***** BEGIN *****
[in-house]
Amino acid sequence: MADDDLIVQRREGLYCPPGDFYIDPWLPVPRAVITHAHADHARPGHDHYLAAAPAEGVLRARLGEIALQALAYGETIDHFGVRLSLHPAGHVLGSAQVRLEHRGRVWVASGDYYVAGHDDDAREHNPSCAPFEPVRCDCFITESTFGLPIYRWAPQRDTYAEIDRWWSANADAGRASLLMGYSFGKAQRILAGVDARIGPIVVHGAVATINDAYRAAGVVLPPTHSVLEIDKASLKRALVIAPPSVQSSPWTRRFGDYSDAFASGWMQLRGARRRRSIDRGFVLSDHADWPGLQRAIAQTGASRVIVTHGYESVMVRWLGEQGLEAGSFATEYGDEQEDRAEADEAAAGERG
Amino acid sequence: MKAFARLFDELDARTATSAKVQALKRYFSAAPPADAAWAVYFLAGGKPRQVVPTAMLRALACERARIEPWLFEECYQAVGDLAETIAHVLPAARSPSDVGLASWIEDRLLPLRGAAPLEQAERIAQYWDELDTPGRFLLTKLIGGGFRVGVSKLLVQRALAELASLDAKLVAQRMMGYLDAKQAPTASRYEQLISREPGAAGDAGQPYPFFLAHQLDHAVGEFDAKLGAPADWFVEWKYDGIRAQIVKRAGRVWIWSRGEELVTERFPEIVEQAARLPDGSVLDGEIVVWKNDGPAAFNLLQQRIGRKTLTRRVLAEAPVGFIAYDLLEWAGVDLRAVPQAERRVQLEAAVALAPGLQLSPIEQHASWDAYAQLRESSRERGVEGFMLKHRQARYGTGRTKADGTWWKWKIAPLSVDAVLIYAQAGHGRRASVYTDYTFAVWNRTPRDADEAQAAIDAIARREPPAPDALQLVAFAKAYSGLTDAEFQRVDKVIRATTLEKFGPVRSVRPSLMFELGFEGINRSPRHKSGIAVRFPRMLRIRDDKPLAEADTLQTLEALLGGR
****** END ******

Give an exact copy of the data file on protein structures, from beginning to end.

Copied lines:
[in-house]
Amino acid sequence: MADDDLIVQRREGLYCPPGDFYIDPWLPVPRAVITHAHADHARPGHDHYLAAAPAEGVLRARLGEIALQALAYGETIDHFGVRLSLHPAGHVLGSAQVRLEHRGRVWVASGDYYVAGHDDDAREHNPSCAPFEPVRCDCFITESTFGLPIYRWAPQRDTYAEIDRWWSANADAGRASLLMGYSFGKAQRILAGVDARIGPIVVHGAVATINDAYRAAGVVLPPTHSVLEIDKASLKRALVIAPPSVQSSPWTRRFGDYSDAFASGWMQLRGARRRRSIDRGFVLSDHADWPGLQRAIAQTGASRVIVTHGYESVMVRWLGEQGLEAGSFATEYGDEQEDRAEADEAAAGERG
Amino acid sequence: MKAFARLFDELDARTATSAKVQALKRYFSAAPPADAAWAVYFLAGGKPRQVVPTAMLRALACERARIEPWLFEECYQAVGDLAETIAHVLPAARSPSDVGLASWIEDRLLPLRGAAPLEQAERIAQYWDELDTPGRFLLTKLIGGGFRVGVSKLLVQRALAELASLDAKLVAQRMMGYLDAKQAPTASRYEQLISREPGAAGDAGQPYPFFLAHQLDHAVGEFDAKLGAPADWFVEWKYDGIRAQIVKRAGRVWIWSRGEELVTERFPEIVEQAARLPDGSVLDGEIVVWKNDGPAAFNLLQQRIGRKTLTRRVLAEAPVGFIAYDLLEWAGVDLRAVPQAERRVQLEAAVALAPGLQLSPIEQHASWDAYAQLRESSRERGVEGFMLKHRQARYGTGRTKADGTWWKWKIAPLSVDAVLIYAQAGHGRRASVYTDYTFAVWNRTPRDADEAQAAIDAIARREPPAPDALQLVAFAKAYSGLTDAEFQRVDKVIRATTLEKFGPVRSVRPSLMFELGFEGINRSPRHKSGIAVRFPRMLRIRDDKPLAEADTLQTLEALLGGR